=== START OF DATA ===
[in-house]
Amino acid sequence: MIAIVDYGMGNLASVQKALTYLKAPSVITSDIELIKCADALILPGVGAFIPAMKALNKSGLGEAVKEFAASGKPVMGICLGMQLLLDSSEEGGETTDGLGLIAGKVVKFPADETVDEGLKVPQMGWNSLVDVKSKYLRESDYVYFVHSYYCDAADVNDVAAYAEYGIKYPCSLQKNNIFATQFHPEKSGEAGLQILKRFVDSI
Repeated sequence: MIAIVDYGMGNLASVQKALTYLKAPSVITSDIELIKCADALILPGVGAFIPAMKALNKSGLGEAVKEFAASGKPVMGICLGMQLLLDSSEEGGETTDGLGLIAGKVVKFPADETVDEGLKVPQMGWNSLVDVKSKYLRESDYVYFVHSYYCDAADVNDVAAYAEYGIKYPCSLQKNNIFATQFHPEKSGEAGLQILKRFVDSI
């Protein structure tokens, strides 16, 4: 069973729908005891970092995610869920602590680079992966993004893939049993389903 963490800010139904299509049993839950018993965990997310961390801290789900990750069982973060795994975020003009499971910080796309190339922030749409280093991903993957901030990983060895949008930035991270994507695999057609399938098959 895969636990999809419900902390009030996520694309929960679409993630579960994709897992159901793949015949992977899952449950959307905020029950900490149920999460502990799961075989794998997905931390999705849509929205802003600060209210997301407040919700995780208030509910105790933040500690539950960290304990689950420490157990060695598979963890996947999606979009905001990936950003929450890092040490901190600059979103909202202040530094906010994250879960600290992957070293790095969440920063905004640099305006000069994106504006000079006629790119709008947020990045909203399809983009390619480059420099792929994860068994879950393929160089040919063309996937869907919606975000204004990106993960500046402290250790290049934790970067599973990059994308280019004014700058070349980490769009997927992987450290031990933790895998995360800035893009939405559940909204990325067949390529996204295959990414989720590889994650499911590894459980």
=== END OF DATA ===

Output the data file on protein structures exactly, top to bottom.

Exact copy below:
[in-house]
Amino acid sequence: MIAIVDYGMGNLASVQKALTYLKAPSVITSDIELIKCADALILPGVGAFIPAMKALNKSGLGEAVKEFAASGKPVMGICLGMQLLLDSSEEGGETTDGLGLIAGKVVKFPADETVDEGLKVPQMGWNSLVDVKSKYLRESDYVYFVHSYYCDAADVNDVAAYAEYGIKYPCSLQKNNIFATQFHPEKSGEAGLQILKRFVDSI
Repeated sequence: MIAIVDYGMGNLASVQKALTYLKAPSVITSDIELIKCADALILPGVGAFIPAMKALNKSGLGEAVKEFAASGKPVMGICLGMQLLLDSSEEGGETTDGLGLIAGKVVKFPADETVDEGLKVPQMGWNSLVDVKSKYLRESDYVYFVHSYYCDAADVNDVAAYAEYGIKYPCSLQKNNIFATQFHPEKSGEAGLQILKRFVDSI
């Protein structure tokens, strides 16, 4: 069973729908005891970092995610869920602590680079992966993004893939049993389903 963490800010139904299509049993839950018993965990997310961390801290789900990750069982973060795994975020003009499971910080796309190339922030749409280093991903993957901030990983060895949008930035991270994507695999057609399938098959 895969636990999809419900902390009030996520694309929960679409993630579960994709897992159901793949015949992977899952449950959307905020029950900490149920999460502990799961075989794998997905931390999705849509929205802003600060209210997301407040919700995780208030509910105790933040500690539950960290304990689950420490157990060695598979963890996947999606979009905001990936950003929450890092040490901190600059979103909202202040530094906010994250879960600290992957070293790095969440920063905004640099305006000069994106504006000079006629790119709008947020990045909203399809983009390619480059420099792929994860068994879950393929160089040919063309996937869907919606975000204004990106993960500046402290250790290049934790970067599973990059994308280019004014700058070349980490769009997927992987450290031990933790895998995360800035893009939405559940909204990325067949390529996204295959990414989720590889994650499911590894459980």